Nike and Los Angeles 2028 Olympic Committee are reportedly finalizing a mega deal, which will see the US sports and apparel brand become an official sponsor of the 2028 Olympic Games and Team USA through that year.
Nike will also have the option to extend the tie-up to the next edition of the Olympic Games in 2032. This may apparently be the first sponsorship agreement for the 2028 Los Angeles Olympic Games.
The extensive pact is the first long-term sponsorship completed by US Olympic and Paralympic Properties, the joint sales venture of LA28 and the US Olympic Committee launched in January, sportsbusinessdaily.com has reported.
The comprehensive shoe and apparel deal will reportedly cover everything from consumer merchandise, volunteer uniforms and the outfits American medallists will wear on the podium.
Insiders are reported as saying that the joint venture will price top-tier packages for the ’28 Games and USOC rights from 2021 to ’28 well into the nine figures. Nike has been a USOC footwear and apparel sponsor since 2005, and its current agreement is believed to be worth about $4 million annually. The deal extends through 2020.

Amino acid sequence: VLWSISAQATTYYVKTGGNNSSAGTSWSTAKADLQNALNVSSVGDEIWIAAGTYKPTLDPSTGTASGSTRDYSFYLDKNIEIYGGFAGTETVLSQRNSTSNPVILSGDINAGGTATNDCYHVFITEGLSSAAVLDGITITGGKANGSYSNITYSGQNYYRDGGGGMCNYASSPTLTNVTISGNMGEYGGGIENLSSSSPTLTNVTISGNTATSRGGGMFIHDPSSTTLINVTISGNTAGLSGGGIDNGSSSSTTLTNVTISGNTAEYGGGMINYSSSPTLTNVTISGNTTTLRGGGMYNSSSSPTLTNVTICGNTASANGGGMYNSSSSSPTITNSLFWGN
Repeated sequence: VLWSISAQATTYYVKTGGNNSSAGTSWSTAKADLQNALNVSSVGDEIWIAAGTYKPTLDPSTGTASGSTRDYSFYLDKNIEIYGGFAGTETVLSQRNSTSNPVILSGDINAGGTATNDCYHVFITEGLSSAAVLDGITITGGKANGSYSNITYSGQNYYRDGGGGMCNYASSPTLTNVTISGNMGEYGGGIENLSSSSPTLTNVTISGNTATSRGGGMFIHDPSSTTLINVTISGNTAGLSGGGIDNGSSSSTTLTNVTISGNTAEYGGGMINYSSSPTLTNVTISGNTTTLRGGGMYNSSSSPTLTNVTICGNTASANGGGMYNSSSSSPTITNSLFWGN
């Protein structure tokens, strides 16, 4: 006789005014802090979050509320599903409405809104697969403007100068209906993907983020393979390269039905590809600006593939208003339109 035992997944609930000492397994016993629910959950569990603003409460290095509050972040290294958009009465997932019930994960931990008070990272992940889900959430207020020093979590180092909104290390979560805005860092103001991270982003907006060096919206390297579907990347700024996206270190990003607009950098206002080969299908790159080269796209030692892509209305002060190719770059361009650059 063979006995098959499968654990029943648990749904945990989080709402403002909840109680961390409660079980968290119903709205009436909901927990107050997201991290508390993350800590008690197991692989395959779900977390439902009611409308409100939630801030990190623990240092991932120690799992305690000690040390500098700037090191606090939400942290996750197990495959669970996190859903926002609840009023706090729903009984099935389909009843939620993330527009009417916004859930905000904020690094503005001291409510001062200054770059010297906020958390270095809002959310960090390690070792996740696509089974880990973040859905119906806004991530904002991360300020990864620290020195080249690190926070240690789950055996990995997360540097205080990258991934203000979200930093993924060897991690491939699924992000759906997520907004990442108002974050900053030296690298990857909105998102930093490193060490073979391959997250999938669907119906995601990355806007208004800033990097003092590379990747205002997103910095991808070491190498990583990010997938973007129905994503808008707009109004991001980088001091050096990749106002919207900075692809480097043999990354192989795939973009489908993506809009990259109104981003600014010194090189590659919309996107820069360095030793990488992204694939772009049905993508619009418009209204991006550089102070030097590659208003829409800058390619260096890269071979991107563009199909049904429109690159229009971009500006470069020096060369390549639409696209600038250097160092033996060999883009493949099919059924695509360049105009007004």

The market is speculating the deal to be worth $200 million as it encompasses so many different things.
Nike has a history of long-term tie-ups with major sports properties. MLB and NFL on-field rights through to 2030, tie-up with USA Track & Field, the largest Olympic sport governing body, through 2040 are a couple of prominent examples.
While early bird Nike’s exclusivity clause shuts the doors on rival brands for a direct association with ’28 LA Games, the competitors could still get a piece of the Olympic action via individual deals with Olympians and international Olympic contingents or through national governing bodies. Current Olympic rules make apparel manufacturers the only commercial marks permitted on athlete clothing at the Games, but Nike’s current rights are limited to podium wear and a “village” line. Competition uniforms are sold separately by national governing bodies, and athletes have the right to choose their own specialized sports equipment.